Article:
Autism spectrum disorders (ASDs) in older adults have been neglected for a long time. As far as we know only five papers have been published. No empirical research in this area was found. Four papers were case studies of men diagnosed with an ASD (James et al., Reference James, Mukaetova-Ladinska, Reichelt, Briel and Scully2006; Naidu et al., Reference Naidu, James, Mukatoeva-Ladinska and Briel2006; van Alphen and Heijnen-Kohl, Reference van Alphen and Heijnen-Kohl2009; van Niekerk et al., Reference van Niekerk, Groen, Vissers, van Driel-de Jong, Kan and Oude Voshaar2011), and the fifth one was an opinion paper concerning the diagnosis of ASD in the elderly and the difficulties arising in this (Heijnen-Kohl and van Alphen, Reference Heijnen-Kohl and Van Alphen2009).
Nevertheless, all publications emphasize the importance of the detection of ASD to reduce patient burden and improve care delivery. Children, adolescents, and adults suffering from ASD benefit, for example, from psycho-education and a more structured day and week program (Volkmar et al., Reference Volkmar, Cook, Pomeroy, Realmuto and Tanguay2000). Furthermore, the diagnosis of an ASD probably also directs the referrals and requirements for the most optimal living arrangements. Empirical evidence concerning older adults is thus urgently needed.
Diagnosing ASD in later life is complicated for several reasons. First, the Diagnostic and Statistical Manual of Mental Disorders, 4th edition (DSM-IV) criteria for ASD (American Psychiatric Association, 2000) are developed for children without any information given on age-sensitive interpretations. Second, criteria focusing on the earliest years of life cannot be applied reliably. Informants have usually passed away and the patient's memories about their youth may not be accurate (van Alphen and Heijnen-Kohl, Reference van Alphen and Heijnen-Kohl2009). Third, there are no specific measures for ASD that are suitable for older people. The existing assessment is developed for diagnosing ASD in children, and therefore substantial items refer to early childhood (van Niekerk et al., Reference van Niekerk, Groen, Vissers, van Driel-de Jong, Kan and Oude Voshaar2011). Fourth, diagnosing ASD in general is difficult because the actual assessment relies mainly on self-report, and it has been confirmed that individuals suffering from an ASD can have a distorted view about their own functioning and behavior (van Niekerk et al., Reference van Niekerk, Groen, Vissers, van Driel-de Jong, Kan and Oude Voshaar2011).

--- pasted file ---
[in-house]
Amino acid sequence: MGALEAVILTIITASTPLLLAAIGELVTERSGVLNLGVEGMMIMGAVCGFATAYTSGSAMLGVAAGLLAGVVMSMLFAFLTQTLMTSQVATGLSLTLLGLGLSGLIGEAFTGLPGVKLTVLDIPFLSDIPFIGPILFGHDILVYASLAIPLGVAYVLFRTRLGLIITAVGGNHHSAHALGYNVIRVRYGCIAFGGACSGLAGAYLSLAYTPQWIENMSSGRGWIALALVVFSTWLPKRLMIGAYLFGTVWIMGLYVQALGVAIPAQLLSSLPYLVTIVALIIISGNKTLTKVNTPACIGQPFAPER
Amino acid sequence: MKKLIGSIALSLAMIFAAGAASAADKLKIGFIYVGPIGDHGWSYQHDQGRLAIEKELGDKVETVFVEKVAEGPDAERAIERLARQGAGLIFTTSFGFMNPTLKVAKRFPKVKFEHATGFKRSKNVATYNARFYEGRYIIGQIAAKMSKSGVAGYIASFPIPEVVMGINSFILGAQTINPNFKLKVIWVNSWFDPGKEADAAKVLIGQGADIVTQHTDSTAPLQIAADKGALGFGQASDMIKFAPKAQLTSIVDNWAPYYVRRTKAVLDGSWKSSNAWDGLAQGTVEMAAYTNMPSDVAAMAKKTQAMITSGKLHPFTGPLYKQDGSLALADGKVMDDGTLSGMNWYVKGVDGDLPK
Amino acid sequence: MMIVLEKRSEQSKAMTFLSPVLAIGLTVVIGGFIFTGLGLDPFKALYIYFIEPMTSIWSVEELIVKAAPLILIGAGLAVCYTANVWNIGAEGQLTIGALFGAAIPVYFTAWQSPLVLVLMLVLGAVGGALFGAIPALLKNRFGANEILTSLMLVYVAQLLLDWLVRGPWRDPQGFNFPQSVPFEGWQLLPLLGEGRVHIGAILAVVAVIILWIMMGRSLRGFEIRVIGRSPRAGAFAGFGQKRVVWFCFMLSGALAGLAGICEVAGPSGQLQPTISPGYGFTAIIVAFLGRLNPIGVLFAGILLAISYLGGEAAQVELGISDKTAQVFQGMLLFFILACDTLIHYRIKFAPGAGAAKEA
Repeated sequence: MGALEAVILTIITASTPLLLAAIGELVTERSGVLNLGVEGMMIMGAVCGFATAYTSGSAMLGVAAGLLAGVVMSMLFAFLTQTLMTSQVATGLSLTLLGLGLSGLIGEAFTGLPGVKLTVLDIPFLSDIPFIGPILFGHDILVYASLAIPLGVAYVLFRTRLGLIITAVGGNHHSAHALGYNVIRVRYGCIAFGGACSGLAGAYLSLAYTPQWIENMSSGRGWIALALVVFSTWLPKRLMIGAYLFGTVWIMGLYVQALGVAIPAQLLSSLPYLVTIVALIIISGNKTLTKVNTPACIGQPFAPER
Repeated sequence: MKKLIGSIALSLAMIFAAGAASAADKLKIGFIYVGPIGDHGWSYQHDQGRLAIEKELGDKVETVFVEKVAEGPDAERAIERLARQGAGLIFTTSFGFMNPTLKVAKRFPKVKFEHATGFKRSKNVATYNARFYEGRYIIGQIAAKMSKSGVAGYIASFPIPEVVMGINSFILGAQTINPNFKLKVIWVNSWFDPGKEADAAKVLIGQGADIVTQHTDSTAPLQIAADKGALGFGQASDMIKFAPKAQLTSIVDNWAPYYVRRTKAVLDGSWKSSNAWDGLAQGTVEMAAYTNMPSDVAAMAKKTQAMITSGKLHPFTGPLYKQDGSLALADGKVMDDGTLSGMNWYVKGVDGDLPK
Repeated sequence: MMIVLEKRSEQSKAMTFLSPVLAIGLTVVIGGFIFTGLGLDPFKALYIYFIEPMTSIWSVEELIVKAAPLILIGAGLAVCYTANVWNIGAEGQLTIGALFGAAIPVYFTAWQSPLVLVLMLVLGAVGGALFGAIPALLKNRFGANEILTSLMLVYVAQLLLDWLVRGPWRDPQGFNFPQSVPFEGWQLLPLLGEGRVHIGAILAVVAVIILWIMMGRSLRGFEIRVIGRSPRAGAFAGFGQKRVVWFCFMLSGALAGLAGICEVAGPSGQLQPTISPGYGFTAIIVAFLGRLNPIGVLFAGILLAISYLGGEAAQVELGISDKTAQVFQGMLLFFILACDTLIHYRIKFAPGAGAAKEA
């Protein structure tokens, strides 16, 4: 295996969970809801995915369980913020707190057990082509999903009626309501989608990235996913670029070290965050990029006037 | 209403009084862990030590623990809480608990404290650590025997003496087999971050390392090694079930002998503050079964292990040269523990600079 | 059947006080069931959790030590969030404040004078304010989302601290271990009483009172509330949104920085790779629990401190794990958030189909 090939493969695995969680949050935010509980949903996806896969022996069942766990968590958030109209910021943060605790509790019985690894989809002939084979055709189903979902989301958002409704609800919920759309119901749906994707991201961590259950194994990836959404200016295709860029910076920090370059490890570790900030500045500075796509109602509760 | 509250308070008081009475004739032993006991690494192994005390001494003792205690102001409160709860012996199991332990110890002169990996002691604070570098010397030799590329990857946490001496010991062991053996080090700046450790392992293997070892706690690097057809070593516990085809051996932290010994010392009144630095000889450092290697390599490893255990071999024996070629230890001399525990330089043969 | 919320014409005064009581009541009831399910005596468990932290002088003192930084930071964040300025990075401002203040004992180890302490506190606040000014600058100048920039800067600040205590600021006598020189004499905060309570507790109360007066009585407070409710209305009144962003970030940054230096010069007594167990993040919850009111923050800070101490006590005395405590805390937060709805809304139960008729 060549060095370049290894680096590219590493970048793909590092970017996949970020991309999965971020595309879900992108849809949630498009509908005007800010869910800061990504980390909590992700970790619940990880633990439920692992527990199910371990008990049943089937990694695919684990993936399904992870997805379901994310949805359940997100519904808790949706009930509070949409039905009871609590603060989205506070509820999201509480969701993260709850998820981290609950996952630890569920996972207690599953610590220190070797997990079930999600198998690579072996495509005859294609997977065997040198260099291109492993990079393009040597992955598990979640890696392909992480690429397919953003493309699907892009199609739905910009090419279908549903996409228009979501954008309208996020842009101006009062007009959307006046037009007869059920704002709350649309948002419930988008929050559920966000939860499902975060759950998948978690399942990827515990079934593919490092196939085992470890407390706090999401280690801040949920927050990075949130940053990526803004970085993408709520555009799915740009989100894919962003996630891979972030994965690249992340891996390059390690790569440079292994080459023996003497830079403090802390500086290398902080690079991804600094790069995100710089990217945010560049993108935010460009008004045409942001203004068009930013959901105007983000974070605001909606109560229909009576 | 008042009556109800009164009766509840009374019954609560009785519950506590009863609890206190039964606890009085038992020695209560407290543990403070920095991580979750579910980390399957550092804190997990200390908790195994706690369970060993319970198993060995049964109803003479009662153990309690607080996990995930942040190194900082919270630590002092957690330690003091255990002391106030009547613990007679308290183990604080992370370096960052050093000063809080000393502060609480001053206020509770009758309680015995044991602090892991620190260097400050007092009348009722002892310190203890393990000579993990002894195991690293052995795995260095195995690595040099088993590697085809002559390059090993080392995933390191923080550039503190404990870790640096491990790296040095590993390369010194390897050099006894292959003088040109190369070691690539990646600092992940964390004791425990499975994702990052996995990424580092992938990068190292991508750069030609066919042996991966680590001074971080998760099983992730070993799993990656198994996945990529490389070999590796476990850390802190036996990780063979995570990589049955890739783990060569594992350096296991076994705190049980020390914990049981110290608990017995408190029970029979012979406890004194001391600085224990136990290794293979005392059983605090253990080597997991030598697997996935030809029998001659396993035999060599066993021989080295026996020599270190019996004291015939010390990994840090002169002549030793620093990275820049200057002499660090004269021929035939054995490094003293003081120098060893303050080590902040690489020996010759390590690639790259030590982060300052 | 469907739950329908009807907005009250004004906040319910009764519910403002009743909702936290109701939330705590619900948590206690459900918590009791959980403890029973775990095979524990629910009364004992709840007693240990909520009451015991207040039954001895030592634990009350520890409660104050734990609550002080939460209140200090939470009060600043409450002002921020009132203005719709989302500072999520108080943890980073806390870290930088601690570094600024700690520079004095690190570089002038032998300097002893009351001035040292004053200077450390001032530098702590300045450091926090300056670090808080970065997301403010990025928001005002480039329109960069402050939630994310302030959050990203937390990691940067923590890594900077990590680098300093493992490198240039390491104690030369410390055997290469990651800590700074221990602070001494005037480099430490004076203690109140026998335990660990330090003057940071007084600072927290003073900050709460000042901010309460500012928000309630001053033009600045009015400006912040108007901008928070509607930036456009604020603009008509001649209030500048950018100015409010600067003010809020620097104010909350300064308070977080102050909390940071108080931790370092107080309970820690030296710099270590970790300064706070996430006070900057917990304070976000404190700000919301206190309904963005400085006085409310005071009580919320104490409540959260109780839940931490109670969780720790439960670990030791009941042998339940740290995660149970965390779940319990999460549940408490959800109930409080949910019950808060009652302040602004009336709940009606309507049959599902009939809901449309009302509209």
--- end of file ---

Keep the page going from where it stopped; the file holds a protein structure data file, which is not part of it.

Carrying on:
In their case-series, van Niekerk and colleagues (2011) stress the importance of informant-based information for diagnosing ASD. If true, diagnosing ASD in older adults may significantly improve if informant-based information can be gathered in more reliable way. For this reason we initiated the research project to detect ASD in later life by structured informant information based on behavioral manifestations of the Hetero-Anamnestic Personality questionnaire (HAP; Barendse and Thissen, Reference Barendse and Thissen2006). This questionnaire consists of 62 items divided over ten different personality behaviors (e.g. uncertain or smug behavior). Individuals suffering from ASD are well known for their deficits in social interactions and social communication. In addition, also suffer from stereotype patterns of behavior, interests, and activities (American Psychiatric Association, 2000). With this in mind, high scores on the HAP scales “unsocial behavior,” “rigid behavior,” and “perfectionist behavior” are expected in the test group.
In this pilot study, at least 40 informants (e.g. spouse, children) of older adults (age ≥ 60 years) with ASD will be compared with 40 informants of patients without ASD and/or Axis II disorders. ASD patients will be recruited by examining the (electronic) medical records of four mental health institutions in The Netherlands. The control group will be recruited among informants of mental healthcare patients without ASD or Axis II disorders. The test and control groups are two independent samples with one measurement in time. Receiver Operating Characteristics (ROC) curves will be examined for the three scales separately, as well as for specific combinations.
As far as we know, this is the first study to examine a specific screening instrument for ASD in older adults. If the results are promising results, next steps are (1) to improve the criterion validity to make the diagnostic process uniform concerning ASD diagnosis, (2) to differentiate between ASD and Axis II disorders, and (3) to take characteristics of informants into account (e.g. quality of relationship between patient and informant).
Conflict of interest